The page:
I am running Ubuntu for the first time by booting from a USB drive. Now I have plugged in a USB-to-serial converter which has been recognized and automatically added as /dev/ttyUSB0.

How do I access /dev/ttyUSB0?


11 Answers 11


Use one of screen's lesser known features:

screen /dev/ttyUSB0
  • 29
    if you need to specify the baud rate, add it after the serial device. eg, for 57600 baud: screen /dev/ttyUSB0 57600 – Jeremy Kerr Mar 13 '12 at 12:45
  • 13
    Note that if you want to detach from the terminal and CTRL-D isn't cutting it, use CTRL-A then k to kill screen. I had to use this with the TTY at ~/Library/Containers/com.docker.docker/Data/com.docker.driver.amd64-linux/tty provided by Docker for Mac. CTRL-A then d will work too, but will leave your screen session running, which may or may not be what you want. – Vanessa Phipps Nov 17 '16 at 17:14
busybox microcom -t 5000 /dev/ttyUSB0

Source: http://forum.xda-developers.com/showthread.php?t=1471241


You could use tio - a simple tty terminal I/O application:

tio /dev/ttyUSB0

See http://tio.github.io


you can use ckermit also. It should be in the repository. After installing it create a file in your home directory called .mykermrc then add the 5 following lines:

set line /dev/ttyUSB0   
set flow-control none  
set carrier-watch off  
set speed 115200  

parameters can be adjusted as necessary.
save the file.
to start it

sudo kermit 

You can use putty. Its an ssh/serial/telnet client for Windows and Linux. You can download it from http://linux.softpedia.com/get/System/Networking/PuTTY-347.shtml


You can use picocom, it is a minimal dumb-terminal emulation program. Basic usage is something like this (change 11520 to the desired baud rate):

$ picocom -b 115200 /dev/ttyUSB0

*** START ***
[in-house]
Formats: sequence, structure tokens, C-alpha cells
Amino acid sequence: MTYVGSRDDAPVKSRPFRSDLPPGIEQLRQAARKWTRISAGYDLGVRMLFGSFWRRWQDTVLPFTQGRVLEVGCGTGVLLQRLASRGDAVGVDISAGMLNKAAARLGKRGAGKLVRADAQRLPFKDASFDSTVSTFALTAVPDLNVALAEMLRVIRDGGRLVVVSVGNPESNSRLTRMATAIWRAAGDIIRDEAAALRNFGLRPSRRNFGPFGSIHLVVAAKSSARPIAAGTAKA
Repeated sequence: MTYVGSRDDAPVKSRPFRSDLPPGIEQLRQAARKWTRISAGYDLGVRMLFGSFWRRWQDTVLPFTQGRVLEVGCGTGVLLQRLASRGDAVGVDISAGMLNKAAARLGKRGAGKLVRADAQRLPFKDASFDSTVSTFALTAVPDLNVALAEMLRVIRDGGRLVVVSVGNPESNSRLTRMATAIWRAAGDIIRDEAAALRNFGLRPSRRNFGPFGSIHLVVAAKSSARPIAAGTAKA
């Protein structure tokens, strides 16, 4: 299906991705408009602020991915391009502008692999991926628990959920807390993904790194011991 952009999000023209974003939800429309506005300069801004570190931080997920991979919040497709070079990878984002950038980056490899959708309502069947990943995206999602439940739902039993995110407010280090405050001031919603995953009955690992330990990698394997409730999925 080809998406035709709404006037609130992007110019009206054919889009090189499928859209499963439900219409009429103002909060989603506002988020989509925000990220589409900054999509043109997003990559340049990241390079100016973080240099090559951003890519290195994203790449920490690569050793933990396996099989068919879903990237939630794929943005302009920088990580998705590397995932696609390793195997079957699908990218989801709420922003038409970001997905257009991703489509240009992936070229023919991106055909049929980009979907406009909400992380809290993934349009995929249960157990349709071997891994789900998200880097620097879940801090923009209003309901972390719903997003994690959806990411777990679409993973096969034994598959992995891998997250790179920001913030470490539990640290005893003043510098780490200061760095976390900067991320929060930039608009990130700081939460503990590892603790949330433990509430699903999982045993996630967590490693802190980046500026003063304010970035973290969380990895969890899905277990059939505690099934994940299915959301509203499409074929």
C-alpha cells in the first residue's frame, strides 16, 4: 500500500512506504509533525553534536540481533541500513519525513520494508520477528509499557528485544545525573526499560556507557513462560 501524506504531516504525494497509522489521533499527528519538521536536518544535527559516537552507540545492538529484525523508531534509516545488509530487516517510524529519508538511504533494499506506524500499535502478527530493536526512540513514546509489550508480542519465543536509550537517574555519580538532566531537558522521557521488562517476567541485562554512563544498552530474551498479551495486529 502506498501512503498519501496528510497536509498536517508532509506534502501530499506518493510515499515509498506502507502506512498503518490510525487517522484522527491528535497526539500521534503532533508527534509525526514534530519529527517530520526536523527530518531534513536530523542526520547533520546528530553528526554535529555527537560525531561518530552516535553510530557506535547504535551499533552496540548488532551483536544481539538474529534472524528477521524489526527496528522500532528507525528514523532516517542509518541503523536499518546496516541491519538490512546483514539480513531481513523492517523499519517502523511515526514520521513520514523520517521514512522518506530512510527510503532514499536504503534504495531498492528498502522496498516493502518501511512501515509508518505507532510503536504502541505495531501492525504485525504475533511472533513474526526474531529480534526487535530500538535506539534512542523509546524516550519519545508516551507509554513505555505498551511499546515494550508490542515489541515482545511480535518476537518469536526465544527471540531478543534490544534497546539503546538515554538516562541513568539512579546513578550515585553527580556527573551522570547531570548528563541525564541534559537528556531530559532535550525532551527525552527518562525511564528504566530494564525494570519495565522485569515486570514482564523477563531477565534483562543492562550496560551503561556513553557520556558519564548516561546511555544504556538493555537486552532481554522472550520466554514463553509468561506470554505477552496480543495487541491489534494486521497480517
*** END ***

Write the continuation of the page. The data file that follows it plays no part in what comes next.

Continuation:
You have all the options you may want from a dumb-terminal program, like stop bits, parity, local echo, carriage return / line feed / backspace / delete / tab translation, X/Y/Z-modem and ASCII transfer integration, etc.

See man picocom and picocom --help for further information.


Needed Mint 17.1 to talk to my Arduino, after a little chasing around, it turns out that your user must be part of the dialout group to use the tty. This should apply to Ubuntu as well. You can do so either by running the command:

sudo usermod -a -G dialout username

Or graphically, by using:

Administration → Users & Groups → Manage Groups

In which case you would go to the line for dialout, check the properties to ensure that username is ticked, if not username must be added.

This worked for me and by the look of lots of posts others have had the same problem.

  • 17
    -1 for sudo gedit /etc/group. Don't. Just don't. Learn how to add a user to a group using usermod or adduser for example. And your post is more of a comment rather than an answer to the question, because you don't actually show how to connect. – gertvdijk Dec 24 '14 at 14:36

I was using puTTY to connect to the serial ports. But don't forget to add your user to dialout: sudo adduser <username> dialout then reboot the system.

After that, you can use puTTY for serial connections such as /dev/ttyUSB0.

  • 4
    it is actually enough to simply log out and back in again. – Azsgy Jul 24 '15 at 19:04


minicom -D /dev/ttyUSB0

If you need to configure it first, then

minicom -s

If you're wondering where's the meta key in MacOS, you will need to plan an escape. For other options, -h for help.


Using Lucid and a Dynamode USB to RS232 cable:

Plugged it in
ran kermit
set line /dev/ttyUSB0    <<-- mind the capitals/lowecase
set speed 9600

and successfully connected to an RS232 port on an OpenVMS server.


Tio without GUI or CuteCom with GUI.

Your Answer

By clicking “Post Your Answer”, you agree to our terms of service, privacy policy and cookie policy

Not the answer you're looking for? Browse other questions tagged or ask your own question.